Soon you find out that Petrenko is not the only survivor. You meet Sergeant Reznov who is bent on killing Nazi General Amsel, the man responsible for the killing in Stalingrad. You will run away from flame-throwers, take part in an attack on a German signal office, and finally hunt down the General.



Like the American campaign, the next Soviet mission takes part a couple of years after the first one. The game is not unlike a TV series because the Soviet and American missions intertwine. Well, you’ll find all that by yourself as you will be playing the game as a flame-thrower operator and a driver of a T-34 and in many other roles.


And finally you will end up planting the red flag above the Reichstag.

Call of Duty: World at War Gameplay

It is no use to describe the gameplay mechanisms of a first-person shooter because the canons of this genre were all established long ago. Something new and original can be seen here but very seldom. Call of Duty: World at War offers classical controls but there are a few things that add to the realism of the game world. First, there is a limit of weapons you can carry with yourself: no more than two varieties simultaneously, save for grenades that count individually. Some FPS players may be annoyed at that, but it is indeed hard to imagine a real-life soldier carrying half a dozen weapons with him plus a generous stock of ammo. Of course, you can pick up weapons from killed enemies, replacing any weapon in your arsenal. There are also unique samples of weapons equipped with optical sights or with special rifle grenades instead of ordinary bullets.


Then, the gamer can squat or lay down, which has an appropriate effect on his aiming accuracy as well as on the chance of being shot. Since the game doesn’t offer traditional medical kits, hiding behind a boulder or wall is the only way of restoring your health if you have been shot. Of course, wounds do not heal so quickly in the real world, but this is the necessary compromise for achieving an interesting gameplay. Anyway, health restoration kits wouldn’t be appropriate in such a game Call of Duty: World at War. By the way, it is not so easy to find a shelter because the fifth part of the series has inherited one of the most interesting features of the fourth: it calculates realistically how different materials can be shot through. Like in a real world, a thin wooden wall won’t save you from an enemy bullet.


In addition to the traditional multiplayer mode, Call of Duty: World at War offers the option of cooperative play which is quite rare in today’s games. The console versions allow two persons to play at the same time in split-screen mode whereas the PC version can be played by four people simultaneously using network connection. In this mode you can upgrade your game character, which may be useful in multiplayer battles against other gamers later on. The so-called Death Cards are an interesting innovation, too. Each of them can either endow the player with additional capabilities or make the mission objective harder to achieve (e.g. the Jack of Spades makes the enemies invulnerable except when you shoot them right in the head). There is also an integrated mini game Nazi Zombies you can access upon passing the single-player campaign.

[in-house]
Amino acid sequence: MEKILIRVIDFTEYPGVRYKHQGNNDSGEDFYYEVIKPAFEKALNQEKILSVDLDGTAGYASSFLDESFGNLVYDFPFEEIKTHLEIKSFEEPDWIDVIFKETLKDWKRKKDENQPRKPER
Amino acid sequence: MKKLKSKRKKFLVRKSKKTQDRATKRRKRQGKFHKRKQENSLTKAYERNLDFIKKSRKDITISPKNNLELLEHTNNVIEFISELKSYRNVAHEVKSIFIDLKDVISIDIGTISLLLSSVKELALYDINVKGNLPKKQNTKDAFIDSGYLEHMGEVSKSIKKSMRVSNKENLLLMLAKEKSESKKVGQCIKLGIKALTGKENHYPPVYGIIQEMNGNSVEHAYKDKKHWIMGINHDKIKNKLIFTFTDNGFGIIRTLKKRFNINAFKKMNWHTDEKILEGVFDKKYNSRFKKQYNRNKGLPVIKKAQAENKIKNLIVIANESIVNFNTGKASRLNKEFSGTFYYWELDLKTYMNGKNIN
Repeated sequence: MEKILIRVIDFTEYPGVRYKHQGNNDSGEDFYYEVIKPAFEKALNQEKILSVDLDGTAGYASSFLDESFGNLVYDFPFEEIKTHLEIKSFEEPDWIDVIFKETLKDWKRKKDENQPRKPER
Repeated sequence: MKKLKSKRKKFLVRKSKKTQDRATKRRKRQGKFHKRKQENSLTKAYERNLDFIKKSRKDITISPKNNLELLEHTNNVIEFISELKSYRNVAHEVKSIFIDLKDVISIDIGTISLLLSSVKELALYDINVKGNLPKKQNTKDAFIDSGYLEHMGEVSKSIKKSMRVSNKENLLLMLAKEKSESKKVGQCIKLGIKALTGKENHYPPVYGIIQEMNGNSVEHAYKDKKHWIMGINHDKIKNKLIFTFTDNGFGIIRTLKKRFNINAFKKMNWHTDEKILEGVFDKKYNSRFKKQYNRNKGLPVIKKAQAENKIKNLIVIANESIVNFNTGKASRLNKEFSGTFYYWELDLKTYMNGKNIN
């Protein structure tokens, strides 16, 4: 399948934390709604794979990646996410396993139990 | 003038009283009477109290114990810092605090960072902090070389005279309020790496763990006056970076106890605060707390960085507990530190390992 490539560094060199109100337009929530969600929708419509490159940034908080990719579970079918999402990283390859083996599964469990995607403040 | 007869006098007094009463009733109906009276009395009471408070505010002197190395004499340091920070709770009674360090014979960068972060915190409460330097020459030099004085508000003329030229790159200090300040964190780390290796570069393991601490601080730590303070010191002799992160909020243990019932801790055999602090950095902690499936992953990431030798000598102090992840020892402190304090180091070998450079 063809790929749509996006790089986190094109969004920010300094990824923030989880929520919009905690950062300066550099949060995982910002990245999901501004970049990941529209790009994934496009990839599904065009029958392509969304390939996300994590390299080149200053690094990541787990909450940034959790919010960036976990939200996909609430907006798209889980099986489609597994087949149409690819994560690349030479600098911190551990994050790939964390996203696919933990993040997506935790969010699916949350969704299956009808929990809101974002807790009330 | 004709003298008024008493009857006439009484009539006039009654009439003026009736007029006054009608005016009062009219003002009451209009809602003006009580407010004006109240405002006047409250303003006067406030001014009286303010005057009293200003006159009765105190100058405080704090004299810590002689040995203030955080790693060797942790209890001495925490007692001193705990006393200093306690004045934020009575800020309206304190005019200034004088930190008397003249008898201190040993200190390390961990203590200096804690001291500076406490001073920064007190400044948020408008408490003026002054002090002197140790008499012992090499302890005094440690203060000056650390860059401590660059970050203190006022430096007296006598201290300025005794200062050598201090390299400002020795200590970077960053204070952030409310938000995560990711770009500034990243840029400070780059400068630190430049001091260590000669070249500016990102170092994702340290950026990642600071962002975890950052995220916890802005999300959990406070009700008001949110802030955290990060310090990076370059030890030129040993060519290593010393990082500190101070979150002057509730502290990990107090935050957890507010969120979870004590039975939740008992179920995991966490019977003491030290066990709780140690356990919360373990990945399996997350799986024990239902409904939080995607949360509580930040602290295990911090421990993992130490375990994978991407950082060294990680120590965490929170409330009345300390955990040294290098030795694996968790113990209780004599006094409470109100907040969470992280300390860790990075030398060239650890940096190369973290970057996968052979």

One of the nastiest drawbacks of the gameplay is the console-like system of saves which is based on specific control points and does not allow you to save whenever you feel like to. It’s not much fun if you have to replay some part of the game because you had exited it before you reached the next control point, but on the other hand, you learn to play discreetly, without hoping to save and reload in the hardest moments.

Call of Duty: World at War runs on the same engine as the previous game of the series, Modern Warfare, and does not look as impressive as Crysis, Far Cry 2 or S.T.A.L.K.E.R.:Clear Sky. However, it supports relief maps, a dynamic lighting model with HDR effects, depth-of-field effects, and dynamic vegetation and water. Besides, the mentioned games have terrific graphics subsystem requirements because of their highly detailed game world whereas Call of Duty: World at War is far more modest in this respect. We’ll check out right now just how modest it is.

Testbed and Methods

To investigate the performance of contemporary graphics accelerators in Call of Duty: World at War we put together the following testbed:

According to our testing methodology, the drivers were set up to provide the highest possible quality of texture filtering and to minimize the effect of software optimizations used by default. We enabled transparent texture antialiasing, and we used multisampling mode for both graphics architectures, because ATI solutions do not support supersampling for this function. As a result, our ATI and Nvidia driver settings looked as follows:

ATI Catalyst:

Nvidia GeForce:

14 graphics cards and multi-GPU systems participated in our today’s performance test session. They can be split in three categories according to their price:

Premium/High-End category:

Performance-Mainstream category:

Mainstream category: